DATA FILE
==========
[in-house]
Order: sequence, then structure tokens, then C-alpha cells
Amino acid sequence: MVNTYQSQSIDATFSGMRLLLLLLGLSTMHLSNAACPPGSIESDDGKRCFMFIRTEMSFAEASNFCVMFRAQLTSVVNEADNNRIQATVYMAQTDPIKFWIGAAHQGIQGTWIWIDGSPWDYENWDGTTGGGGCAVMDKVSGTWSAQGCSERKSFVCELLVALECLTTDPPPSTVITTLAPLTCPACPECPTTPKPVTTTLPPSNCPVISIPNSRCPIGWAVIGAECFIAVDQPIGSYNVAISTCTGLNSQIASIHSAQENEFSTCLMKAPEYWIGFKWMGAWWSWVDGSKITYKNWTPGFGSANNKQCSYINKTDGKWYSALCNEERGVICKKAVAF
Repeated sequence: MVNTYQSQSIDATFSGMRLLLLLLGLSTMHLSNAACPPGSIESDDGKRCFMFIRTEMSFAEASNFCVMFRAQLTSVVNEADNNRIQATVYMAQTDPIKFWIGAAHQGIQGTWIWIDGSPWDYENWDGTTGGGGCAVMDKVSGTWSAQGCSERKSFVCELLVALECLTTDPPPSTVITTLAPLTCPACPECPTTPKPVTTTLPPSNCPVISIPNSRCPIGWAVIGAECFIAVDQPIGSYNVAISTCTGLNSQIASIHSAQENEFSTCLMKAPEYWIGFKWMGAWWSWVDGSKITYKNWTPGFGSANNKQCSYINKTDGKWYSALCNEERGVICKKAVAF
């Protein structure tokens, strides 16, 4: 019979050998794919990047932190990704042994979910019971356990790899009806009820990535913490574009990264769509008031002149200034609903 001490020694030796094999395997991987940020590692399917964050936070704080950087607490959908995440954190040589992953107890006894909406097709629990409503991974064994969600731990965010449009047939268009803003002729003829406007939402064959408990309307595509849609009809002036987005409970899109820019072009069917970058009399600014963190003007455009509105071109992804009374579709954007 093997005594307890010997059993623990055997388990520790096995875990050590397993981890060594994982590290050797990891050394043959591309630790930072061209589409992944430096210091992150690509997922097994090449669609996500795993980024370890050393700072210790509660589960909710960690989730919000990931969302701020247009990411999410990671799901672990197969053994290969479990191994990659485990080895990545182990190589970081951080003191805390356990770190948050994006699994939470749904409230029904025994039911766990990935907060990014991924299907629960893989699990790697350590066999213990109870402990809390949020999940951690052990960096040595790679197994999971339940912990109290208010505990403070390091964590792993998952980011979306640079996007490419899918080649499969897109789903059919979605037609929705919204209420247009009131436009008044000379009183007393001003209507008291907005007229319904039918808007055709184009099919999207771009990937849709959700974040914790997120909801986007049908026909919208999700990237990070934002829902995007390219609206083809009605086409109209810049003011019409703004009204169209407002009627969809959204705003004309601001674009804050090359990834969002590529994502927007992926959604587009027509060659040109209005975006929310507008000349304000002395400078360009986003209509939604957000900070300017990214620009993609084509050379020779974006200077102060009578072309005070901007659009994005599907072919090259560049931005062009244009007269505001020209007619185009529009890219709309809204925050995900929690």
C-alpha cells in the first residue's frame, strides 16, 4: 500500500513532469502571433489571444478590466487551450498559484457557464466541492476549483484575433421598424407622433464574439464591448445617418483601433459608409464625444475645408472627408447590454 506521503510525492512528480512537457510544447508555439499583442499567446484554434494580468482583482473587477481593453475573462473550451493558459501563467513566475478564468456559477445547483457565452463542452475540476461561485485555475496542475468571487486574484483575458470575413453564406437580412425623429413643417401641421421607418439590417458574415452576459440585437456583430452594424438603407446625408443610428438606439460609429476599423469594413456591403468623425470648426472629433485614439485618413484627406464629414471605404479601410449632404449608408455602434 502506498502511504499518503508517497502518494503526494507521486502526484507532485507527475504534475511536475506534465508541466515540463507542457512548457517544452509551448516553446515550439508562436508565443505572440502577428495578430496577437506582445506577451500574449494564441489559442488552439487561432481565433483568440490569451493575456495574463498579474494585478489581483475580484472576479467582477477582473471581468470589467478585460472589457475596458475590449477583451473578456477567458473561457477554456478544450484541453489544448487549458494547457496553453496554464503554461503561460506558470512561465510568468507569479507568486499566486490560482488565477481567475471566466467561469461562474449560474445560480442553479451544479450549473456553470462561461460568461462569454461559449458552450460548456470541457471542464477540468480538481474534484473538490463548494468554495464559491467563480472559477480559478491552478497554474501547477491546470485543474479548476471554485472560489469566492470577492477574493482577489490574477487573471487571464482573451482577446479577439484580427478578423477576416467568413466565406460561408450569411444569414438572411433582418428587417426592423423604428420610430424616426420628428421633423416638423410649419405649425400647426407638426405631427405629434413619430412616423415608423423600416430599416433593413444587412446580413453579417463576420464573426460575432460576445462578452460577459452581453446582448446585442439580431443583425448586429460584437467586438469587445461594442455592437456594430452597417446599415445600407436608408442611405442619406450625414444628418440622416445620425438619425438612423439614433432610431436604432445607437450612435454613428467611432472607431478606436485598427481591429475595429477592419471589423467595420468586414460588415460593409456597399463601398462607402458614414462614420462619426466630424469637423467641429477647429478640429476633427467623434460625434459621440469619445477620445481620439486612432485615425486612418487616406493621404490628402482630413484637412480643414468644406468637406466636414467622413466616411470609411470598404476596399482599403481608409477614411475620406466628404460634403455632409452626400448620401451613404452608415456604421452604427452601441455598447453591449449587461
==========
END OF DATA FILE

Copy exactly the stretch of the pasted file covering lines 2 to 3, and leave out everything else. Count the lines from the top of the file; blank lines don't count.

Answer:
Order: sequence, then structure tokens, then C-alpha cells
Amino acid sequence: MVNTYQSQSIDATFSGMRLLLLLLGLSTMHLSNAACPPGSIESDDGKRCFMFIRTEMSFAEASNFCVMFRAQLTSVVNEADNNRIQATVYMAQTDPIKFWIGAAHQGIQGTWIWIDGSPWDYENWDGTTGGGGCAVMDKVSGTWSAQGCSERKSFVCELLVALECLTTDPPPSTVITTLAPLTCPACPECPTTPKPVTTTLPPSNCPVISIPNSRCPIGWAVIGAECFIAVDQPIGSYNVAISTCTGLNSQIASIHSAQENEFSTCLMKAPEYWIGFKWMGAWWSWVDGSKITYKNWTPGFGSANNKQCSYINKTDGKWYSALCNEERGVICKKAVAF